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South Bend, IN Company Developing Rapid Ebola Detection

It was just a few days ago that New Jersey Governor Chris Christine made his stance clear on anyone who's traveled to western Africa; quarantine for 21 days. The decision put the governor under fire but a company here in South Bend might be able to come to the rescue. They have a device, called NESDEP IU, which can identify whether a sample has Ebola or not.

"We know we can test for any molecular material," Les Ivey, President and CEO of F³ said. "Ebola is an RNA virus so it has a strand of RNA and we can detect that. The job of our NESDEP device is to extract that RNA from the virus. If it matches with the Ebola then we know we had a successful detection."

The device is encased in a large box that was originally built for military purposes...rocket launchers to be precise. It's pretty big at about 50 pounds, but not huge, making mobility it's greatest asset. That way it could be easily taken to an airport or even in the back of a military vehicle to take to an area of western Africa.

"We designed the unit so, if it had to be, it could be floated out to Lake Michigan for a sample," Ivey said. "It can be battery powered and it's suitable for places like an airport or put it in the back of a Humvee so you can take it to places people could have contracted Ebola and making treatment easier."

NESDEP IU wasn't designed to identify Ebola specifically, but it very well could. The device is a screening tool to test contaminated materials to see if a virus is present. So if you have a sample, the device essentially beats the cellular material until there's nothing left but molecular material in the RNA. It then compares that information to data placed on a bio-chip to see if they match up. If they do, then the sample is identified as a match. F³ has used the device to identify issues in the environment, like contaminated water, or for food safety.

"We have two E. coli tests available for drinking water," Ivey said. "We have three for food safety including listeria, salmonella and E. coli."

They are also conducting clinical trials on the devices ability to identify Methicillin-resistant Staphylococcus aureus (MRSA). The theory is since they can test for any molecular material, identifying an infection like MRSA or a virus like Ebola should be easy.

The beauty of NESDEP is in its speed. The CDC says identifying a contaminated sample of Ebola can take anywhere from 12 to 48 hours. Ivey says NESDEP can identify a contaminated sample in just 90 minutes. However, NESDEP is not approved for diagnosing individuals. It can only take samples from things like a blanket or fluids excreted from a person believed to be affected and test those. This process could save valuable time in the treatment process of a person with Ebola.

"If you were in a transportation hub with many aircraft and two or three of them have possible infected individuals, you want to take those people and get them through the process as quickly as possible," Ivey said. "Otherwise, you have thousands and thousands of people exposed. From a medical point of view, the faster a clinician knows someone is sick, the faster they can act. Twelve hours, especially in an RNA virus like Ebola, could mean the difference between a good outcome and a bad outcome from what we've read."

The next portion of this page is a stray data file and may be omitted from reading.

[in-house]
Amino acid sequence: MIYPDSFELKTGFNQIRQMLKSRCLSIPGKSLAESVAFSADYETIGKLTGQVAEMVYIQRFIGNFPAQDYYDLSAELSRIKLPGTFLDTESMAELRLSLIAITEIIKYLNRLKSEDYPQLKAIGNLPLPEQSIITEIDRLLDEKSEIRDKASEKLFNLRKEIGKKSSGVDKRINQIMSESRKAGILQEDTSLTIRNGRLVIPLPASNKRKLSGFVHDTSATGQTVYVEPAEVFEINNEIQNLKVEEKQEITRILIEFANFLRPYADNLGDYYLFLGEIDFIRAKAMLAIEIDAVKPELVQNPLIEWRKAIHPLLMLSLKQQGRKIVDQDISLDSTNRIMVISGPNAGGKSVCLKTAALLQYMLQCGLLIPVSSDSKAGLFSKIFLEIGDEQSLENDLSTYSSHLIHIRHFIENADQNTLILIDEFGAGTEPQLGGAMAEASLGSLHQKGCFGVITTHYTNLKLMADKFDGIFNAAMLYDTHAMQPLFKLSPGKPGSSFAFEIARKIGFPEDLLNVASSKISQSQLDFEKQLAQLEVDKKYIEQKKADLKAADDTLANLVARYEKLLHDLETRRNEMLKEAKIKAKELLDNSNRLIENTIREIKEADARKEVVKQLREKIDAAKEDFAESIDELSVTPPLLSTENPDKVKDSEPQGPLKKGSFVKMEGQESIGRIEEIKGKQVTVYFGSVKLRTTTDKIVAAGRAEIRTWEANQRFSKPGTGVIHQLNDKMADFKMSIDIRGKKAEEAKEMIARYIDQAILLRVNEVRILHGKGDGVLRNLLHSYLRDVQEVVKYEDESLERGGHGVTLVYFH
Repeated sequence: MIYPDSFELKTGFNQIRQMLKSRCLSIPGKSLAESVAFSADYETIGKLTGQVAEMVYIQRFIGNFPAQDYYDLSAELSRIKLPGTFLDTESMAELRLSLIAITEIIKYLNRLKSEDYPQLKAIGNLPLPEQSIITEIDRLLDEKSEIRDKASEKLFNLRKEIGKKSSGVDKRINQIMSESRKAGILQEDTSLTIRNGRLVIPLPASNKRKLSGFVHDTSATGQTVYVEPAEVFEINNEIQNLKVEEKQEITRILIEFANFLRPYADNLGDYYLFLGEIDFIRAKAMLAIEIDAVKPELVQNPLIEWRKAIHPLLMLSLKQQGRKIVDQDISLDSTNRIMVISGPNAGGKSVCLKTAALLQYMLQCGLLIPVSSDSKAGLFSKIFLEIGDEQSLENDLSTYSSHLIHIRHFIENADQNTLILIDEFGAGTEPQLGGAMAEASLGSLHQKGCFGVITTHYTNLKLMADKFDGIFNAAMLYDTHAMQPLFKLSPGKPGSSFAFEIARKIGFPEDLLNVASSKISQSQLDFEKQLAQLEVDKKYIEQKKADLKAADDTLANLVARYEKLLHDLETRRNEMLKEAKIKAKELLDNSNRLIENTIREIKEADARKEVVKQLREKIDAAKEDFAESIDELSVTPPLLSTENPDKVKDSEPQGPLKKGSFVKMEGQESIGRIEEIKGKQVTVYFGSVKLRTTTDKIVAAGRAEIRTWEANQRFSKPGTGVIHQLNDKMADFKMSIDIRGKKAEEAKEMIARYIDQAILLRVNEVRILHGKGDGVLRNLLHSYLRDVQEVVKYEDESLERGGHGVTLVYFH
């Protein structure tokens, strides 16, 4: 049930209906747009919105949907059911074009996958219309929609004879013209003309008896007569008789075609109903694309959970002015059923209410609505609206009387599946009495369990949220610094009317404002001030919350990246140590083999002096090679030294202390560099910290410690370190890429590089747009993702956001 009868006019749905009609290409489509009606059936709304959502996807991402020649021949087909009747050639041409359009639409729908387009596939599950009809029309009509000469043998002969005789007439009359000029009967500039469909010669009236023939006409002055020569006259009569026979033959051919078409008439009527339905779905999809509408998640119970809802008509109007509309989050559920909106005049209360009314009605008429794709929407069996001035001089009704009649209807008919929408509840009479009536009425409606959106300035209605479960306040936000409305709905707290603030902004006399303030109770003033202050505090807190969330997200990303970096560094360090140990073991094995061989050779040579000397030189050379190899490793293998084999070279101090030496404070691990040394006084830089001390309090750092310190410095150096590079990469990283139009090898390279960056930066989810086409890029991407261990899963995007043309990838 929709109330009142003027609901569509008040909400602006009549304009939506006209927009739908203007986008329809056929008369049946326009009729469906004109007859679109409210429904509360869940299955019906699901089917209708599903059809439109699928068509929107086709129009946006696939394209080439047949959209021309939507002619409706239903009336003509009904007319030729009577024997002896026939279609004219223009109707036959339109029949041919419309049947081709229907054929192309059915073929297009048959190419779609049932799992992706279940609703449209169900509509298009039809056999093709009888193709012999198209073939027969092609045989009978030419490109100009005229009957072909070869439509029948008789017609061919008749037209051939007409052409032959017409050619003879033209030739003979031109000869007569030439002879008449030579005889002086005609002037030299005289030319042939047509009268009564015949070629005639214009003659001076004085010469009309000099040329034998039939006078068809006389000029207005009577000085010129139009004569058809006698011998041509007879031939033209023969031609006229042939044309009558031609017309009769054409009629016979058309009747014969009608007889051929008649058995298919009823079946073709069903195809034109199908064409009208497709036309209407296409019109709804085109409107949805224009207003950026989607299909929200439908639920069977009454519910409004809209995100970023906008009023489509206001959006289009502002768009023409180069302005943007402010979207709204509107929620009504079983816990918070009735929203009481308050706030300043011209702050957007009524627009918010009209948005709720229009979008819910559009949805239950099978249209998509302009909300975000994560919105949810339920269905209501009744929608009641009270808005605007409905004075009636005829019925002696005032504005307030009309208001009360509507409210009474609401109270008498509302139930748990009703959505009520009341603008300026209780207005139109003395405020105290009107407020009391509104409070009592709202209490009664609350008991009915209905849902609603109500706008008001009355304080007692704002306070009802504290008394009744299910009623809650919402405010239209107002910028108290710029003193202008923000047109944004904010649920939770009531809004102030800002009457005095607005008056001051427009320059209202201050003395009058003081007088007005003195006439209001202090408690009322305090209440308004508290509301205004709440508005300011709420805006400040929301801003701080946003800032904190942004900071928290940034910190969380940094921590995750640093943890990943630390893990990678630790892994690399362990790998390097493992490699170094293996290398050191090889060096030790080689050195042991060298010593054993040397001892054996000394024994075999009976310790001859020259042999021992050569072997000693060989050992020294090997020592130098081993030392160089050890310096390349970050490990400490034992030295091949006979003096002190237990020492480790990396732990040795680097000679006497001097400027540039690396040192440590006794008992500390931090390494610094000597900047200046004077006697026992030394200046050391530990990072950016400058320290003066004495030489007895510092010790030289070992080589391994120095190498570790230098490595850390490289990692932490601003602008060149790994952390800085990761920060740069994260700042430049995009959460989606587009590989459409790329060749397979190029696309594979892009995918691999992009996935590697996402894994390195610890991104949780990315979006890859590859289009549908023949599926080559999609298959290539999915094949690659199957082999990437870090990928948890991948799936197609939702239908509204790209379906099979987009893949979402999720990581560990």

Also, if NESDEP is taken to areas of western Africa, where sterile conditions may not be available, they can do the test with "dirty" samples. Meaning they don't need to go through the a lengthy process of purifying the sample.

"Imagine a river flowing fast," Shaunasee Kocen, Director of biology and bio-safety officer at F³ said. "Only things that can attach to that rock or that probe are going to stay there. Everything else will wash away. If you look at a human sample, it shouldn't have any bacteria or viruses. But if it does, we want to make sure we wash everything out to get a clean signal. Other technologies like polymerase chain reaction (PCR), you have to get a biologist, someone trained to do this in a clean lab in a clean room. Everything has to be very clean and precise to get what they want. We just put it in our chip and wash away all the impurities."

But in order for F³ to continue their studies, they need more Ebola information. They are not in need of the actual virus to do their studies. They are not equipped to handle a level four bio-hazard like Ebola at their facility in South Bend. So they've reached out to local state representatives and Senator Joe Donnelly's office had this to say:

"Senator Donnelly's office is encouraged that Hoosier companies are using their skills and expertise to try and prevent the spread of the Ebola virus. The senator's office has directed F³ to contact the CDC to see if their technology might be able to help address this epidemic."

And among the other benefits of NESDEP, anyone can use it.

"It's easy enough that anyone can do it," Kocen said. "It's portable and it can go into the field. We've spent so much time shipping our samples to the lab so as long as you can get a car charger and a car, then you can get our sample. If you can use a luer lock than you can use our device."

This technology is relatively new and comes with a price. Each NESDEP device costs $50,000 and each testing kit can cost between $20-$50. However, Ivey doesn't think you can put a price on rapid detection.

"There's no medications or vaccines proven to be effective," Ivey said. "It's important to identify immediately and begin the process of treating the patient as soon as possible. The reason for a rapid test process is to diagnose the presence of the virus and begin the process of treating the patient."

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